Radiology Primary Use of Telehealth in Booming Virtual Care Industry

Posted by Jonathan Draper on Mon, Oct 17, 2016

Telehealth Services Expected to Grow to $1 Billion by End of 2017

Recent data from the American Telehealth Association[1] shows radiology leading the use of telehealth for patient care. About 20 million Americans benefitted by receiving care via telehealth and in 8 million of those cases the care was from radiology. In comparison, 1.9 million were cardiac monitoring cases, 750,000 were online primary care or urgent care sessions, 650,000 were neurophysiological monitoring cases and another 500,000 were mental health sessions.

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Tags: Telehealth Solutions, EHR

Today’s Enterprise Image Viewing Needs: Multi-Platform, Multi-Modality, Multi-Format and Multi-Departmental

Posted by Jonathan Draper on Fri, Oct 7, 2016

Digital patient imaging is in the midst of a sea of change. First, the use of digital patient imaging is expanding outside radiology into other clinical departments such as dermatology, ophthalmology, pathology and more, expanding both the modalities and numbers of images. At the same time, value-based care, cost pressures and adoption of electronic health records (EHRs) has increased the need to share patient images outside radiology. As these two trends rapidly advance, hospitals and health systems need to manage patient images across the enterprise, which requires new strategies and technologies.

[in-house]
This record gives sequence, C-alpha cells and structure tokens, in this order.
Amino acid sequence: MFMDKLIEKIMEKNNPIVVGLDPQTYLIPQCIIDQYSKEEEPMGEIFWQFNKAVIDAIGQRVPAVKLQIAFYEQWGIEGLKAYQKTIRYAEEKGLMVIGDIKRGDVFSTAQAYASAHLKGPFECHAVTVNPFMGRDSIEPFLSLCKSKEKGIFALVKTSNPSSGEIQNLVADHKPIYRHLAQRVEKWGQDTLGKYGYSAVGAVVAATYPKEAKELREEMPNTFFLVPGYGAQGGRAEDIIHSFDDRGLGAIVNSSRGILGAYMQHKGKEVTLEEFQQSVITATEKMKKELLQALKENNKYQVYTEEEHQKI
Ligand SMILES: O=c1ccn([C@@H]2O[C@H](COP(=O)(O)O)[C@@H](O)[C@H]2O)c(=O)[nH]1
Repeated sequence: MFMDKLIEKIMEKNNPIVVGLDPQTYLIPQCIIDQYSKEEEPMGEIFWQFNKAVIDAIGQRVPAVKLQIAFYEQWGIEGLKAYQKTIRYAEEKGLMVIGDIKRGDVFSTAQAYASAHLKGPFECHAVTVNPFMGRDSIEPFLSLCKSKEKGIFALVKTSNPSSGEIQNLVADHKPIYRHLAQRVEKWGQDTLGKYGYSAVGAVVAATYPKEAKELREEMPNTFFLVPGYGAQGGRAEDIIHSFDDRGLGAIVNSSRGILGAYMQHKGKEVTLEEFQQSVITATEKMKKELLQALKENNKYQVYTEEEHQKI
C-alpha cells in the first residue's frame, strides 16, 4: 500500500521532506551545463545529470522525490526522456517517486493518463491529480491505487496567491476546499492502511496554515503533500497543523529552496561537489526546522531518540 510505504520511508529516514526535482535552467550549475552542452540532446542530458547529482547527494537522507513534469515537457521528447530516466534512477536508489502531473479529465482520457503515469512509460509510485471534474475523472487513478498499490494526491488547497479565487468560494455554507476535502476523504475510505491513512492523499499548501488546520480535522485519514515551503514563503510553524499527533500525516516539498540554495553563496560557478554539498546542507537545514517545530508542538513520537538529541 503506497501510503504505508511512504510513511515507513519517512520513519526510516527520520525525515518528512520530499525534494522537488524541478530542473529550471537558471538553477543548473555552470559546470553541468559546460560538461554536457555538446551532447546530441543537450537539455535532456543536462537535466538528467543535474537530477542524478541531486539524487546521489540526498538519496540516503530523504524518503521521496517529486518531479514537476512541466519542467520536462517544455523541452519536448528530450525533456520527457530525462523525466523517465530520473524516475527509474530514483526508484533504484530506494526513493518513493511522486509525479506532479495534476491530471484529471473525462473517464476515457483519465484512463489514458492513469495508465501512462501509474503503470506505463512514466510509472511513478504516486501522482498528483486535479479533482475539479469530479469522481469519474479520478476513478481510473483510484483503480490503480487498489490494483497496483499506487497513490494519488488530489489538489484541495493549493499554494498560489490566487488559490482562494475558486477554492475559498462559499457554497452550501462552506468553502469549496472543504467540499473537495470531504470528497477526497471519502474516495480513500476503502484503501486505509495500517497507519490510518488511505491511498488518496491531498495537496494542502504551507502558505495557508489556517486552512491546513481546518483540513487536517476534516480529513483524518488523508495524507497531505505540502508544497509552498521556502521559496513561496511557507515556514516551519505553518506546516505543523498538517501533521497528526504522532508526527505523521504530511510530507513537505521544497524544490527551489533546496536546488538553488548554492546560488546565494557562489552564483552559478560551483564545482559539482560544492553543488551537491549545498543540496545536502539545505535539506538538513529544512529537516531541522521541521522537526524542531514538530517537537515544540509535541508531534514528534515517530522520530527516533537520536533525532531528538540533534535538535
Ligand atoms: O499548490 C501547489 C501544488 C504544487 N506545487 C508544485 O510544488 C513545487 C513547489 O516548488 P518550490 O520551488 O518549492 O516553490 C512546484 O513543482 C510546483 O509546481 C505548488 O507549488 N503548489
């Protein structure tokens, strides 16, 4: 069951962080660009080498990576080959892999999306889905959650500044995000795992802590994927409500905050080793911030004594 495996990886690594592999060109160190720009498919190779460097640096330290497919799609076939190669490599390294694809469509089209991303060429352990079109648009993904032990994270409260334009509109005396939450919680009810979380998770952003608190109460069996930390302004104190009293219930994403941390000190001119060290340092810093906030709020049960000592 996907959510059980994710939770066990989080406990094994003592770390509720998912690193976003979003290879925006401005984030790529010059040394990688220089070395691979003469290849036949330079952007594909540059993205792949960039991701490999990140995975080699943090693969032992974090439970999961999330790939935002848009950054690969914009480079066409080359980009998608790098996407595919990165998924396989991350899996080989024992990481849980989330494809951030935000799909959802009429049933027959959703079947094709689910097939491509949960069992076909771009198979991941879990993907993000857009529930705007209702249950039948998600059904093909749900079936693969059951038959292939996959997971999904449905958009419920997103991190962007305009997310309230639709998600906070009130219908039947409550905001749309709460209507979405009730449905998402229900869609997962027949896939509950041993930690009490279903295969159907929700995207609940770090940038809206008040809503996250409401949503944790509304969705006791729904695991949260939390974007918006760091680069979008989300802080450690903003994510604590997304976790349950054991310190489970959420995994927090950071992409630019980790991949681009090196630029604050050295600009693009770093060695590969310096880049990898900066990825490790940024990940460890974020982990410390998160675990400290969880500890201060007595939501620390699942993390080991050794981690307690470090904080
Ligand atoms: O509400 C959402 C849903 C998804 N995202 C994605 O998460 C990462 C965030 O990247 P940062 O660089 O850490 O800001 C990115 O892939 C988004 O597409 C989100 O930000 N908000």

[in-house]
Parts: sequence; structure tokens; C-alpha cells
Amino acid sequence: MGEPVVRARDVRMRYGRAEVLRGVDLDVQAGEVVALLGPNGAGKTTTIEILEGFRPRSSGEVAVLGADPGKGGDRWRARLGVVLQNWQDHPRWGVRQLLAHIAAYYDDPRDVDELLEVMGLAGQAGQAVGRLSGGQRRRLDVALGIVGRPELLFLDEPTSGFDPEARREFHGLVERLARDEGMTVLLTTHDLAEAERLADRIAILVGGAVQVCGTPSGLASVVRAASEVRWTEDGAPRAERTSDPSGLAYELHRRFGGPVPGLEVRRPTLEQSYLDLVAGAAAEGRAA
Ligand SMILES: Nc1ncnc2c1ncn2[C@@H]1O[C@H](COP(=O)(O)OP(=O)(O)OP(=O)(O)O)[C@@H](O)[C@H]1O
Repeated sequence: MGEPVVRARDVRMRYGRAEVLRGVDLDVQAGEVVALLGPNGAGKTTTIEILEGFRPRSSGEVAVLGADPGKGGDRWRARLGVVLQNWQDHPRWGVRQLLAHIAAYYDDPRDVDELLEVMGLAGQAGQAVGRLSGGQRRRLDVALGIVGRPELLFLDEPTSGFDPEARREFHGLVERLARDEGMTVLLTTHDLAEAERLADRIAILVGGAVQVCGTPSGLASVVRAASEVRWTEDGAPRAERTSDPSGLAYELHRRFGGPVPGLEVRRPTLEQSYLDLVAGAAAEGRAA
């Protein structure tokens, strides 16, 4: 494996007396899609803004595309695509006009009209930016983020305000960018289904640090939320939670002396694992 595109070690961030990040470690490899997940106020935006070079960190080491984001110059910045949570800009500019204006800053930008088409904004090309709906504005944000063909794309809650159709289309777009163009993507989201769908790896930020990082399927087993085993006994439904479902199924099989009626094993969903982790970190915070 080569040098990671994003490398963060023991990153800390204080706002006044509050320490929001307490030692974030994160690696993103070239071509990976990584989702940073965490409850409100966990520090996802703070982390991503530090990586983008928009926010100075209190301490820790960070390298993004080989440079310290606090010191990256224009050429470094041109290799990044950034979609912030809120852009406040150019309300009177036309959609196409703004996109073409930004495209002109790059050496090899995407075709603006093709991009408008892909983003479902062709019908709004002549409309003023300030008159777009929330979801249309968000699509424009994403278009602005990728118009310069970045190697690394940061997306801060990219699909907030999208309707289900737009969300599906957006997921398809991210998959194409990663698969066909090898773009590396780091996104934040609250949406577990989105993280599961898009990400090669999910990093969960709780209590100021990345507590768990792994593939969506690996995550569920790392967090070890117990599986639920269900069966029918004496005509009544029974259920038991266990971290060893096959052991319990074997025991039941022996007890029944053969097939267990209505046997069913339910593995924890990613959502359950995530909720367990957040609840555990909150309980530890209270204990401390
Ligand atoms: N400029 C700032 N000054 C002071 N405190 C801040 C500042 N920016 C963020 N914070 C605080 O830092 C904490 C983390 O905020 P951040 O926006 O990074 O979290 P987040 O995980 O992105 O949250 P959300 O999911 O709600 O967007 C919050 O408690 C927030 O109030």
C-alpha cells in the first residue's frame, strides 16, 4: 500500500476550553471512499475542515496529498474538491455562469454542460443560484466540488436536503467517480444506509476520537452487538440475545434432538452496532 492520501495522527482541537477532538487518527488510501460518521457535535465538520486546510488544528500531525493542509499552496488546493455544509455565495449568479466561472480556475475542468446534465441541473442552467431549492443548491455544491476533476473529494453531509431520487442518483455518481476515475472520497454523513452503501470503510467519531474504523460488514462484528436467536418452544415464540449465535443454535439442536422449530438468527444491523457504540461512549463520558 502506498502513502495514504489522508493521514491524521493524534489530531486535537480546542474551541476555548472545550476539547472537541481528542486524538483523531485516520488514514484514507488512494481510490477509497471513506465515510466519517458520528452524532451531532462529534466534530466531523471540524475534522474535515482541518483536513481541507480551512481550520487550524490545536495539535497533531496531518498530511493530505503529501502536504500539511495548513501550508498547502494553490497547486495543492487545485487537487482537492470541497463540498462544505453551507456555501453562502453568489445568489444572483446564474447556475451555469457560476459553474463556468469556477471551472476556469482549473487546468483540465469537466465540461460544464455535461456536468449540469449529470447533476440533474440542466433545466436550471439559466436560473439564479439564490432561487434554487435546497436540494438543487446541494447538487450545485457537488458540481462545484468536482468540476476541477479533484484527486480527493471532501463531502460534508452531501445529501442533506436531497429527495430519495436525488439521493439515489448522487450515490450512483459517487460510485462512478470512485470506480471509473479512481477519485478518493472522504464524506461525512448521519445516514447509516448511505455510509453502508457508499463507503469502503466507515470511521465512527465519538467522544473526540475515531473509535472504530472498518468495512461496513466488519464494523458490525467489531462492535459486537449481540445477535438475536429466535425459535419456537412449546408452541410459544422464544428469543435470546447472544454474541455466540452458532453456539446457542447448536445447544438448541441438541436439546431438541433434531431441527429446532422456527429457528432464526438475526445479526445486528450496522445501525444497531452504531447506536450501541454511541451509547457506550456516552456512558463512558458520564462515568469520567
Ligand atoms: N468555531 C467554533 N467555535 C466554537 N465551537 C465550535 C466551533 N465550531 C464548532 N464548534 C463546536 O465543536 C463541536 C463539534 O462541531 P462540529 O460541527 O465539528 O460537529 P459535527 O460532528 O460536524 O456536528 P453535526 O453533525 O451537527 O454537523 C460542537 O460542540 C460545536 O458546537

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Tags: EHR

Answering the Complex Questions of VNA Implementation with an Enterprise Image Viewer

Posted by Jonathan Draper on Fri, Sep 30, 2016

The concept behind vendor-neutral archives (VNAs) appeals broadly to today’s healthcare providers: a non-proprietary archive of patient images of any type and any image-related data that can be accessed from any PACS or enterprise image viewer. With their promise of access to all images and image data regardless of provenance, VNAs are quickly becoming a central element of medical enterprise image management[1] strategies.

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Tags: EHR

Providers Go Mobile to Advance Healthcare Reform

Posted by Jonathan Draper on Fri, Sep 16, 2016

Mobile devices are playing an increasingly important role in clinical care, particularly as providers work to shift to value-based care. Sharing patient data, both to coordinate care and decrease duplicative imaging and testing, is a key component of value-based care. Today, providers recognize that smartphones and tablets make this patient data access convenient and efficient.

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Tags: Mobility

New Model for Stroke Care Brings the Hospital to the Patient

Posted by Josh Nash on Fri, Sep 9, 2016

In the United States, the 2015 rate of stroke incidence was just under 800,000 people a year. A particularly disturbing contribution to this statistic is the increasing number of strokes among those aged 50 to 55, which has resulted in a corresponding increase in hospitalizations[1]. With these changes, stroke is an increasingly important topic of concern for hospitals today as they focus on population health. One way that providers are improving care is to literally bring the hospital to the patient in a mobile stroke unit, or MSU.